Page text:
BOSTON (WBZ NewsRadio) — On Beacon Hill, lawmakers discussed a bill that would allow college athletes to profit when their schools or the National College Athletic Association uses their name, image, or likeness.
The bill, S. 2454, An Act Relative To College Athlete Compensation, addresses the current reality—where thousands of jerseys can be sold with a student athlete's name, and the student won't see a sent.
The legislation was filed by State Sen. Barry Finegold, who told WBZ NewsRadio's Madison Rogers it's a matter of fairness and equity, as well as sending a message to the NCAA.
State Sen. Barry Finegold at a hearing on the bill Tuesday. (Madison Rogers/WBZ NewsRadio)
Finegold said the bill aims to help low-income and disadvantaged students who are disporportionately affected by the current policy.
"It's become an industry to itself," he said. "You have bowl games where schools loose money, but the people putting on these bowl games are actually making money. This needs to be more about the student athletes, and about the universities."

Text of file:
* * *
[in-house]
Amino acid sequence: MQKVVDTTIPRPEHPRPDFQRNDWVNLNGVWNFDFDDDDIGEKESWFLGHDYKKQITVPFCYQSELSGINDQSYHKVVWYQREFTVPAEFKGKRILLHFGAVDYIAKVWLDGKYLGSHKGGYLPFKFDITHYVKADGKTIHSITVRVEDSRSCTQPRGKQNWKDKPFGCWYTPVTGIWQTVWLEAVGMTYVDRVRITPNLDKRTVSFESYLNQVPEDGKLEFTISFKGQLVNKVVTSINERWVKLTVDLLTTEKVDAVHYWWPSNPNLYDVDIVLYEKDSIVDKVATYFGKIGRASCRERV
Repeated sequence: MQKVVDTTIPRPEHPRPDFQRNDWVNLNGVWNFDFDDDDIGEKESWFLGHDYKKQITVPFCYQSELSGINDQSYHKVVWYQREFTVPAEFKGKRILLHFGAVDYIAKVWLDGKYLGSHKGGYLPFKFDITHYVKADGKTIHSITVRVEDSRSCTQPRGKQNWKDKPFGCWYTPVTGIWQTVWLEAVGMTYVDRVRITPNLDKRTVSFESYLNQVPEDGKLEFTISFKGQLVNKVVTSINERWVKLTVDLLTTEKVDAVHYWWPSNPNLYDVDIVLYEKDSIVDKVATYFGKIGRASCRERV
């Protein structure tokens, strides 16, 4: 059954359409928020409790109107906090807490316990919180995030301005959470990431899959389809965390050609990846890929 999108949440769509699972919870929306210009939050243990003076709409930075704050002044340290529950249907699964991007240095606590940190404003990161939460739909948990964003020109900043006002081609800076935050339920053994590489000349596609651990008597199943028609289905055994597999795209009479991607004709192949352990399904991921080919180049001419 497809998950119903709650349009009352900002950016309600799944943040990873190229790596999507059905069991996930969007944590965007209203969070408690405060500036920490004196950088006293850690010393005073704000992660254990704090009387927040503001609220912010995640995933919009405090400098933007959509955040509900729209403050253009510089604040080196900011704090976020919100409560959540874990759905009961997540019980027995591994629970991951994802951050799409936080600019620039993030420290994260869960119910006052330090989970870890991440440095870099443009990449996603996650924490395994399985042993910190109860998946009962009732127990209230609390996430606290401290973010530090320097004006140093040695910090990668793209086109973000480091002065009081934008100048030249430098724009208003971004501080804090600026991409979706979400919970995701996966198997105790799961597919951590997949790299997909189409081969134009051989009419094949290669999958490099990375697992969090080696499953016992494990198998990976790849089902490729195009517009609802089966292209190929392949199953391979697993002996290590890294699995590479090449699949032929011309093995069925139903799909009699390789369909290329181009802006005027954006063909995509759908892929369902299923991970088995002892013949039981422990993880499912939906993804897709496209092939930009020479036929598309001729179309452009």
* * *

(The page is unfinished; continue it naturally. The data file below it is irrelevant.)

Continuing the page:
Unlike the House bill filed in November, Sen. Finegold's bill doesn't compensate student athletes for playing; it just lets them profit off their name, image, and likeness.
"I feel that if you get a scholarship, that is a fair trade for going to a school," he said.
But the bill would also make it so a student athlete's scholarship couldn't be taken away if they sign with a professional team.
"Someone should be able to stay in school and be able to be drafted by the Celtics, the Patriots, the Bruins, the Red Sox, and be able to graduate from a college or university," Finegold said. "Because most of these athletes, at the end of the day, don't make it in professional sports, and they've given up a degree."
California became the first state to pass a similar bill last year.
WBZ NewsRadio's Madison Rogers (@_madisonrogers) reports